Anthropocene’s Marker

The Ediacaran Period, which ended some 540 million years ago, is marked by a gold spike in the Flinders Ranges of South Australia. JAMES ST. JOHN

We do not love the word Anthropocene, but we appreciate the marker it represents. And until now we did not know there would be a physical counterpart, a marker that will be placed in a representative location:

A Golden Spike Would Mark the Earth’s Next Epoch: But Where?

Before the Anthropocene can be officially proclaimed, a scientific working group must select a single site that permanently captures the new human-influenced epoch. Nine candidate sites — from California to China to Antarctica — are under consideration, with a decision expected soon.

The peatland below Poland’s Mount Śnieżka contains contaminants from burning fossil fuels, nuclear testing, and other human activities. MYSTICWALKER / ALAMY STOCK PHOTO

At first glance, these nine sites scattered across the globe seem unremarkable. A peat bog in Poland’s Sudeten Mountains. Searsville Lake, in California, and Crawford Lake, in Ontario. A stretch of seafloor in the Baltic Sea, a bay in Japan, a water-filled volcanic crater in China, an ice core drilled from the Antarctic Peninsula, and two coral reefs, in Australia and the Gulf of Mexico.

But these sites share a significant characteristic: they are all finalists in a remarkable scientific competition that’s expected to announce a winner in the next few weeks. The selected location will — if accepted by the International Union of Geological Sciences, the scientific body that names the Earth’s eras and epochs — both define and represent what scientists are calling the Anthropocene, a new geological epoch that reflects how profoundly humans have altered the planet.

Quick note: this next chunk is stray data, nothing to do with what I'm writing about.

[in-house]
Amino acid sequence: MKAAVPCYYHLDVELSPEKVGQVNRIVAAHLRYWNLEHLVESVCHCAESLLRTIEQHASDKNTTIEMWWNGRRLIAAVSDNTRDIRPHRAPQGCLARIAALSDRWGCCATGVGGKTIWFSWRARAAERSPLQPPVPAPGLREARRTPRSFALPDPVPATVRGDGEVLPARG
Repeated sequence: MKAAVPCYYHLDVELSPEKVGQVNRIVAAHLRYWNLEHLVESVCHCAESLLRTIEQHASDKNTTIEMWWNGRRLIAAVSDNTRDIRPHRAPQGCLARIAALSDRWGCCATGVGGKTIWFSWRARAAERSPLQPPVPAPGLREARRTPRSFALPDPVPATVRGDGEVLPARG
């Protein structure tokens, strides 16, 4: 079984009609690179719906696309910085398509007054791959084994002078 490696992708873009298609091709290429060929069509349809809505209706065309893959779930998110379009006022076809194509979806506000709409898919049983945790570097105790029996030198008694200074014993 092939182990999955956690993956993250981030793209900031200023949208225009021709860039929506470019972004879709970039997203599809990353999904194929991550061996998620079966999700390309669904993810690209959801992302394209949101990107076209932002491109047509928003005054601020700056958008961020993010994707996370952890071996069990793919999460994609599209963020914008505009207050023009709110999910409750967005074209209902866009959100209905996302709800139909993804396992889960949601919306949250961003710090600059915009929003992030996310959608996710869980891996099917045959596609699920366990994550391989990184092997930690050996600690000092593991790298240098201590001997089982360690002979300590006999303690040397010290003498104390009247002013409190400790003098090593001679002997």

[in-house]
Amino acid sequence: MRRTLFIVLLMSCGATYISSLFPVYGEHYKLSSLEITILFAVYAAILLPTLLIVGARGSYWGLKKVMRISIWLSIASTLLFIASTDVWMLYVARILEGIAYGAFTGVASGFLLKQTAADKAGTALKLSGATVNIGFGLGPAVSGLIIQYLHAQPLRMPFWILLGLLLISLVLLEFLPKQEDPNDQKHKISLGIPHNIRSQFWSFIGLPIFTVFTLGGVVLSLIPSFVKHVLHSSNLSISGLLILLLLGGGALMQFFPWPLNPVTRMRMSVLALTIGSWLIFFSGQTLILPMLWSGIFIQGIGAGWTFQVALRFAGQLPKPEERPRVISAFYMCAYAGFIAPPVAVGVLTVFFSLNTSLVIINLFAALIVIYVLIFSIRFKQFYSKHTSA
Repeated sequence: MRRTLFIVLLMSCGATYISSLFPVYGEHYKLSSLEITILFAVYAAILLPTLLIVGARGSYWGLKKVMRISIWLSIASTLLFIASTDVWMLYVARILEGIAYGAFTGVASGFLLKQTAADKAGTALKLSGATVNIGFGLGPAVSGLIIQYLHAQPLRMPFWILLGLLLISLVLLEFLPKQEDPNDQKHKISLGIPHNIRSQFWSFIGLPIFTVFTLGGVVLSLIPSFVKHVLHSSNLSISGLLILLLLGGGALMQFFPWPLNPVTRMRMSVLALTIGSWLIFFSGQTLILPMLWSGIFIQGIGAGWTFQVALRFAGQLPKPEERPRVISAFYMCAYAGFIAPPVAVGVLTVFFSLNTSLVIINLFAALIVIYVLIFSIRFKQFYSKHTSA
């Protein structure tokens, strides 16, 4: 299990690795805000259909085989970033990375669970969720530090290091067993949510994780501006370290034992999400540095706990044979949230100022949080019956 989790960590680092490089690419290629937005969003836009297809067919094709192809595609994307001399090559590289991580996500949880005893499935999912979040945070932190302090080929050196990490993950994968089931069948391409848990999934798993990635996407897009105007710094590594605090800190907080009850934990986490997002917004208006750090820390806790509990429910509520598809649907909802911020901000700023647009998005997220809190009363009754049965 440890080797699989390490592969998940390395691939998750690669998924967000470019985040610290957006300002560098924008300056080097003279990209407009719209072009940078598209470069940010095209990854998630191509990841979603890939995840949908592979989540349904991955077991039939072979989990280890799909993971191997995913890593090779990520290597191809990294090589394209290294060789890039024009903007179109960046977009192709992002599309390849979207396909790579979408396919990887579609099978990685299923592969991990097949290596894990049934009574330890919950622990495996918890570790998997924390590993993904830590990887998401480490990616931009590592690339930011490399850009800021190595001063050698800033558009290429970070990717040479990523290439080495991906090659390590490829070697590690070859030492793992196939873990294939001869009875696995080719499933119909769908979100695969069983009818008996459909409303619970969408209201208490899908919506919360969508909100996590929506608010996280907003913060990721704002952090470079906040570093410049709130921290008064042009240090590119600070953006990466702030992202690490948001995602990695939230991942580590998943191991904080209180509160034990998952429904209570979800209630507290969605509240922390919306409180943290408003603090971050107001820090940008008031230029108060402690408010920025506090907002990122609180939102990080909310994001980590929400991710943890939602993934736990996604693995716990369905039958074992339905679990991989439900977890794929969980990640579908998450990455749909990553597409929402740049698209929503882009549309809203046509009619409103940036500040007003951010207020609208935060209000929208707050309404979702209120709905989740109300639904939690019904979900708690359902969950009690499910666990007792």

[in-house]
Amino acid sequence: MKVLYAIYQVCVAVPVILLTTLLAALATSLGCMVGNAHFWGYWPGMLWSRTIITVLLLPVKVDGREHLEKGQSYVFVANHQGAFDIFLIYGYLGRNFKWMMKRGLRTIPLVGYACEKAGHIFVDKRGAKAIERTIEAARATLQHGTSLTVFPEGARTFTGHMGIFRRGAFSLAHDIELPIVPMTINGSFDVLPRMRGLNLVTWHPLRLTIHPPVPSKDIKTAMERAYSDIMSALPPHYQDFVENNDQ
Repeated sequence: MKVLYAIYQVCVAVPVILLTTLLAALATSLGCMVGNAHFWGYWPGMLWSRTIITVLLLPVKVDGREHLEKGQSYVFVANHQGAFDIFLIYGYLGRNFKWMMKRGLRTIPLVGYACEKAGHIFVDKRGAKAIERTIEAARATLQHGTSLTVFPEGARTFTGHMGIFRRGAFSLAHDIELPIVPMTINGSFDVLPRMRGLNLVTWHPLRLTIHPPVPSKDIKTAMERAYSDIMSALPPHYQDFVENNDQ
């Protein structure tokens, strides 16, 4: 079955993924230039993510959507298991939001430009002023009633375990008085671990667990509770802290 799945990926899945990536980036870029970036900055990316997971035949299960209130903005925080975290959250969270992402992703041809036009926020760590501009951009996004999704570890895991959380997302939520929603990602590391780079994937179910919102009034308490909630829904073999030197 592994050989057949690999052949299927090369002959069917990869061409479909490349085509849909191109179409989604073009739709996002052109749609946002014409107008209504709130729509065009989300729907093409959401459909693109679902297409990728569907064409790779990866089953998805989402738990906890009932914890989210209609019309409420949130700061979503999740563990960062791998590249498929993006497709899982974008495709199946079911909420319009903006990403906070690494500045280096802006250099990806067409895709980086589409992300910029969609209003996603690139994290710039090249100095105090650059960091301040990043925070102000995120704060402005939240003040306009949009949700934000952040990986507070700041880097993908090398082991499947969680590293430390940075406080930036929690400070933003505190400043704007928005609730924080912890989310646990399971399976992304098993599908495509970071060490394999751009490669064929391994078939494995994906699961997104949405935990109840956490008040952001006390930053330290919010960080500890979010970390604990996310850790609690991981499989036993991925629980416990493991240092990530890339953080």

While naturalists and scientists have pondered humanity’s impact on the Earth for centuries, it took until 2000 for the term Anthropocene to gain traction, propelled into the public by Paul Crutzen, a Dutch-born atmospheric chemist who, in 1995, shared a Nobel Prize for research on the depletion of the planet’s ozone layer, and the American ecologist Eugene Stoermer. In 2009, the Anthropocene Working Group (AWG) was formed to determine if a new epoch — marked by human-caused changes — was, indeed, warranted.

Human-made climate change is one of many reasons given by the working group to support its case for the Anthropocene. Humanity has also flooded the planet with synthetic chemicals and new radioactive isotopes that will be measurable far into the future, the group argues, and has derailed the natural course of evolution by moving species between continents. In this long view, cities, industrial sites, tunnels, and mines are geological formations in their own right, packed with “techno-fossils” that will long outlast current civilizations…

Read the whole article here.

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